Eliminating Openings In Building Assemblies

Every building is full of openings. A shingled roof has an opening under each shingle. A wall has cracks around windows and doors, and joints between the units of material from which the wall is made. Additional cracks and holes may form as the building ages and deteriorates.

We can attempt to eliminate all these openings by using preformed gaskets and sealants. As a sole strategy this is unreliable. Gaskets may not seal securely if they are the wrong size or resiliency, or if the surfaces they touch are rough or unclean. Sealants may fail to adhere properly if the materials to which «they are applied are not scrupulously clean and properly primed, or if the installer does not compress the sealant fully into the seam. Both sealants and gaskets can deteriorate from weathering and from the flexing and stretching they may undergo as the building ages. A building skin that relics on sealants and gaskets alone for watertightness will leak sooner or later. Furthermore, even a small defect in a sealant or gasket that is exposed to the weather can leak very large amounts of water, just as a small hole in a bathtub can create a very large puddle. Small defects in devices for keeping water away from openings or neutralizing the forces that can move the water are seldom as catastrophic.

Sealants and preformed gaskets are extremely useful, however, as components of an overall strategy for making a building skin watertight. Therefore, it is important to know-how to detail sealant joints and gasket joints correctly, and how to incorporate them into more complex schemes for controlling water penetration. The detail pattern that relates to eliminating openings in building assemblies is

Sealant Joints and Gaskets (page 31)

2. KEEPING WATER AWAY FROM OPENINGS

There are a number of effective ways to keep water away from openings. Often it is useful just to be able to keep most water away from an opening—-to reduce the volume of water that must be dealt with at the opening itself In many cases we can easily and securely keep all water away from an opening.

The detail patterns that relate to keeping water away from openings in building assemblies are

Wash (page 7) Overlap (page 12) Overhang and Drip (page 14) Drain and Weep (page 17) Cold Roof (page 19) Foundation Drainage (page 21)

3. NEUTRALIZING THE FORCES THAT CAN MOVE WATER THROUGH OPENINGS IN BUILDING ASSEMBLIES

There are five forces that can move water through an opening in a wall or a roof: (1) gravity, (2) surface tension, (3) capillar)' action, (4) momentum, and (5) air pressure differentials. In most cases, it is surprisingly easy to detail a building assembly so that all five of these forces are neutralized, and the most secure strategies for keeping water out of a building are based on this approach.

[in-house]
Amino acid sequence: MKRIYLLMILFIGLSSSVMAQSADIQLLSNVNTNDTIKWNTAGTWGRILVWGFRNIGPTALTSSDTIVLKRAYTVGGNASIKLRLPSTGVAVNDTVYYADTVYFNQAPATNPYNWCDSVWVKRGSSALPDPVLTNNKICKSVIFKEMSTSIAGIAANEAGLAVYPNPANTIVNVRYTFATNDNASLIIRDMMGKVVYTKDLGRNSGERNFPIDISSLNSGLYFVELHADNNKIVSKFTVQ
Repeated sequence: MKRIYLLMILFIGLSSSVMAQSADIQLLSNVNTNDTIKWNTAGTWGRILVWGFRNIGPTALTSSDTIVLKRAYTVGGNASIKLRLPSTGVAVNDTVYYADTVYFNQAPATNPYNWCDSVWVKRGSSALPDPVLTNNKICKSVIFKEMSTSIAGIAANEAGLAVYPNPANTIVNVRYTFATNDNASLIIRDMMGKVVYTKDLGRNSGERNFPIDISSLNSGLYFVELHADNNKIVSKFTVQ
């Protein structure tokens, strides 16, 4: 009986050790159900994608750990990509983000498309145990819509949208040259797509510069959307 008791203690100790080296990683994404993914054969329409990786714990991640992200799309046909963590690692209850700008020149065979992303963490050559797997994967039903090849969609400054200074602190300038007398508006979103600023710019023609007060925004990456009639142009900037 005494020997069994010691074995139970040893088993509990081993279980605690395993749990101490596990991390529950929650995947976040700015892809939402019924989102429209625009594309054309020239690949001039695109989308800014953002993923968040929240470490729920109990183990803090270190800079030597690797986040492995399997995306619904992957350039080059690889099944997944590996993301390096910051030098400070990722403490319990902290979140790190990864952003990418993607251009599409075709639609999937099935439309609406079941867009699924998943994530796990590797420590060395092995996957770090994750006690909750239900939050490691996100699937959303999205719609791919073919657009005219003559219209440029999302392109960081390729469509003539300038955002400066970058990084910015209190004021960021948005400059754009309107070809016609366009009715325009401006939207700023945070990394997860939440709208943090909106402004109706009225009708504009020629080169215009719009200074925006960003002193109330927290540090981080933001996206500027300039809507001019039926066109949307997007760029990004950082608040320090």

We have already encountered the detail patterns for neutralizing two of these forces, because these same patterns are useful in keeping water away from openings in buildings. The force of gravity is neutralized by

Wash (page 7) Overlap (page 12)

Surface tension, a force that causes water to cling to the underside of a surface where it can run through into an opening, is neutralized by

Overhang and Drip (page 11)

The patterns for neutralizing the other three forces are

Capillary Break (page 22) Labyrinth (page 24) Rain screen Assembly (page 25) Upstand (page 29)

The capillary break neutralizes capillary action. The labyrinth neutralizes momentum, and the rainscreen assembly and the upstand neutralize air pressure differentials. By combining these seven patterns in each exterior joint of a building, we can make a building entirely waterproof.

A wash is a slope given to a horizontal surface to drain water awav from vul-

j nerable areas of a building. In general, ever)' external horizontal surface of a building should have a wash.

1. A window or door sill, whether made of stone, concrete, wood, or metal, always has a wash to keep water from accumulating next to the door or sash. A minimum slope for this type of wash is about 1:10 or 1:12 (1" per foot). A steeper slope drains water faster and is more secure, because the more quickly water is removed from a surface, the less time ii has to leak through. It is also more difficult for wind to drive water up a steeper slope.

2. The wash on this concrete chimney cap keeps water away from the vulnerable crack between the clav flue

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